In December 1945, with World War II at last ended, President Harry Truman focused on the future of the nation's security. In a message to Congress, Truman proposed a new idea: a unified "Department of National Defense" to more effectively confront the challenges and threats of a post-war world.
Uniting the disparate armed forces under a single departmental banner, he suggested, would bring greater coordination, efficiency and cost savings while enhancing the nation's military preparedness. He emphasized "the necessity of making timely preparation for the nation's long-range security now -- while we are still mindful of what it has cost us in this war to have been unprepared."
Two years later, Truman's vision became reality; in 1949, the department's name was shortened to "Department of Defense" (DOD). This reform served the nation well, with some caveats, during the tense years of the Cold War, as the U.S. military was forged into a fighting and peacekeeping force without equal.
Unfortunately, Truman's original goals of efficiency and savings have proven more elusive. Today's DOD, now the largest federal department, is beset by bureaucratic inertia and rampant inefficiency. Just as Truman sought a rethinking of U.S. defense in order to "overcome permanently the present imperfections in our defense organization," it's time for a similar rethinking about how our defense dollars are invested to ensure the long-term effectiveness of our defense capability.
This need is particularly compelling as our nation struggles with the reality of a $16.7 trillion national debt. Admiral Mike Mullen, the former chairman of the Joint Chiefs of Staff, is known for arguing that the "most significant threat to our national security is our debt."
That recognition is particularly important at the Pentagon, where the department is wrestling with the challenge of providing for the nation's defense needs in an era of budget belt-tightening and expanding entitlements. Indeed, the Obama administration had already slated about $487 billion in defense cuts before sequestration cuts began taking effect in March. The key challenge is to ensure we cut "fat" from the military budget while sparing the "muscle" of our defense capability.
That's not how the current debate is shaping up. Right now, the debate centers not on strategic needs, but on how much military we can "afford" -- with the expectation that Pentagon leaders will somehow figure out how to adapt that number to meet threats from North Korea and Iran and to fill the gap in global defense spending as our European allies slash military budgets.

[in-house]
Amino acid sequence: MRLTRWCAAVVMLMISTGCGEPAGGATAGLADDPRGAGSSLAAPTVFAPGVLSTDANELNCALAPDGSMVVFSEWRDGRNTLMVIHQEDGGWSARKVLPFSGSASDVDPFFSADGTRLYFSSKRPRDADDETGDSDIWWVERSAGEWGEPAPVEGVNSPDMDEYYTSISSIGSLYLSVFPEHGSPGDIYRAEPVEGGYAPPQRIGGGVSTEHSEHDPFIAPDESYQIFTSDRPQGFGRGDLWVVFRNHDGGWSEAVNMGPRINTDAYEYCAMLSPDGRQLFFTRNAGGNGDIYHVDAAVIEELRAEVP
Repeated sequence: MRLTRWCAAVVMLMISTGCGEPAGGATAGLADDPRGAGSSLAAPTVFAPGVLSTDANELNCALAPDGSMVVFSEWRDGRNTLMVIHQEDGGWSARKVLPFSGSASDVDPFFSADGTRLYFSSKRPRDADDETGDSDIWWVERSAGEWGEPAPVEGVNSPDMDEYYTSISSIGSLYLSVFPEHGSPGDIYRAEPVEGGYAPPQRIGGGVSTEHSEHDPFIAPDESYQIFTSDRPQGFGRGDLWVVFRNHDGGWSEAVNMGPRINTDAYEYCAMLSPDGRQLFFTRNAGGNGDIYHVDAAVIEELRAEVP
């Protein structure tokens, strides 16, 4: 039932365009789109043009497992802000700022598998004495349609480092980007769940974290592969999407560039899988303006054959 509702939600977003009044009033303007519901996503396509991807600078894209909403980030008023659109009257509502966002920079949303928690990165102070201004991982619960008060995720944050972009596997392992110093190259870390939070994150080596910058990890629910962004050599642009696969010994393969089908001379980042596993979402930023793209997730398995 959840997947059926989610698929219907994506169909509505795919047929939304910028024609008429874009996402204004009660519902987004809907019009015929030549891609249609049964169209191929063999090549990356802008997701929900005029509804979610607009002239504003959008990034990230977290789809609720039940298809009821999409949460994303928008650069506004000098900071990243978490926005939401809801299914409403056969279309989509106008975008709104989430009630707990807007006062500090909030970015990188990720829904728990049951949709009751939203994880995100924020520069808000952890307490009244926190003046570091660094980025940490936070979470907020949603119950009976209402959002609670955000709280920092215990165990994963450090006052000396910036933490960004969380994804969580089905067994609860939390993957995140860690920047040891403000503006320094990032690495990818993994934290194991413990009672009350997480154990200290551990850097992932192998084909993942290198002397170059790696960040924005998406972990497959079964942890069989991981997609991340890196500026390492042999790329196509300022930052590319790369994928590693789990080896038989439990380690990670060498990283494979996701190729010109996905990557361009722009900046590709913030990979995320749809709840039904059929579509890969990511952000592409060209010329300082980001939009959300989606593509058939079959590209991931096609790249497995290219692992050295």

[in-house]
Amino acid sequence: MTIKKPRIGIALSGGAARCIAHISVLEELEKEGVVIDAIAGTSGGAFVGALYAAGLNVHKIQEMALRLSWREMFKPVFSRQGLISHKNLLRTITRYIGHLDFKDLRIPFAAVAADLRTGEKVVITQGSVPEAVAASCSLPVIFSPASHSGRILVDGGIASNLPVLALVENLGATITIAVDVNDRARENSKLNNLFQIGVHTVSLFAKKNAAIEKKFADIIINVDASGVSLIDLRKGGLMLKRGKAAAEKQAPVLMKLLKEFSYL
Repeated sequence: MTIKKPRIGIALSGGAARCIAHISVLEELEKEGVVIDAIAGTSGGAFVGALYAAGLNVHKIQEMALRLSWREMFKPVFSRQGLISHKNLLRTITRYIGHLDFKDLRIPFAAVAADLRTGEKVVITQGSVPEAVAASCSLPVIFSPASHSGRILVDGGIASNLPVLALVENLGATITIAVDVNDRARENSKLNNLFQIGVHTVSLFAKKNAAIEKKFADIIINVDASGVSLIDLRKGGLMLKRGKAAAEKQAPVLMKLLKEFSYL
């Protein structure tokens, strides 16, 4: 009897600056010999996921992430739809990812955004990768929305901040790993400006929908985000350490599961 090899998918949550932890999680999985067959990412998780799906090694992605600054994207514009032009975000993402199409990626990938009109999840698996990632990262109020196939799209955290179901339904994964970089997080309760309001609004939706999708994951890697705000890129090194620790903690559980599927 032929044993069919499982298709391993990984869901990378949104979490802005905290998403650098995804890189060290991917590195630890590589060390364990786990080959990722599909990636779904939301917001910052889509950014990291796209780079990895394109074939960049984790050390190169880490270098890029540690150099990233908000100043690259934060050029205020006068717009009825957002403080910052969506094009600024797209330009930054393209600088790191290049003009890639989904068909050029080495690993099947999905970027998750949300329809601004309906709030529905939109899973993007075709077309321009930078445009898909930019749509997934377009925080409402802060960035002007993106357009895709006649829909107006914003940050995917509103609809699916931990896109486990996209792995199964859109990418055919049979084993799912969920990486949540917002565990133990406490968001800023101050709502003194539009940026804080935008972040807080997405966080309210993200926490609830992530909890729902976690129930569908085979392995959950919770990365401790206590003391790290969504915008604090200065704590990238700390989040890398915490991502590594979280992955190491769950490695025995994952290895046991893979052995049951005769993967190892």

But the Pentagon can play a valuable role in determining what its future will look like. Defense leaders should be searching for ways to reform out-of-date procurement processes, to collapse layers of Pentagon bureaucracy, and to restrain the growth in personnel and benefits costs. A critical first step in that process should be to conduct a full Pentagon audit to determine how DOD spends taxpayer dollars.
Remarkably, a full audit of the DOD has never been conducted, though it would no doubt shed light on the shortcomings in the department's financial management. Former Defense Secretary Leon Panetta endorsed the idea of a Pentagon audit, though he did not follow through in his tenure. That means it's up to the current defense secretary, Chuck Hagel, to provide the needed leadership to make it happen.
And it may be that Hagel is just the leader to do so, based upon his recent public statements. In his April 3 speech at the National Defense University (NDU), Hagel articulated a vision for DOD reform that is grounded in both reality and strategic sense. I should note here that I was troubled by the president's nomination of Hagel to serve as defense secretary. My concern, shared by other defense hawks, was that Obama had selected the Republican war hero and defense skeptic to provide cover for carving up of the nation's defense capability.
However, in his NDU speech, Hagel spoke in the voice of a judicious reformer, reasonably explaining the need to get a handle on acquisitions, personnel costs and overhead, which he tagged as the chief drivers of spending growth at DOD.
As a successful entrepreneur, Hagel suggested the DOD look to the private sector to learn lessons about reducing management layers and developing more agile organizational structures. He spoke critically of the unplanned cuts under sequestration -- some $41 billion this year alone -- that are having an adverse effect on military training, maintenance and readiness.
Most importantly, the secretary spoke of American leadership as an essential precondition for global stability, security and peace; arguing that the United States does not have the luxury of withdrawing from the world -- and shouldn't hope for such. "A world where America does not lead is not the world I wish my children to inherit," Hagel stated. That sentiment reflects a clear-eyed view of American power, and why it's worth preserving.
With the winding down of the conflicts in Iraq and Afghanistan, the United States now has an opportunity to implement real defense reforms without having a serious impact on immediate battlefield needs. What's important is that these reforms should center on emerging threats and strategic realities, rather than how much money we have (or don't have) to spend. That will be, in Truman's words from 1945, "the best means of keeping the peace."
Pete Hegseth is the CEO of Concerned Veterans for America (CVA). He is an infantry officer in the Army National Guard and has served tours in Afghanistan, Iraq, and Guantanamo Bay. For more proposals on defense spending, see CVA's 2012 "Defend & Reform" series.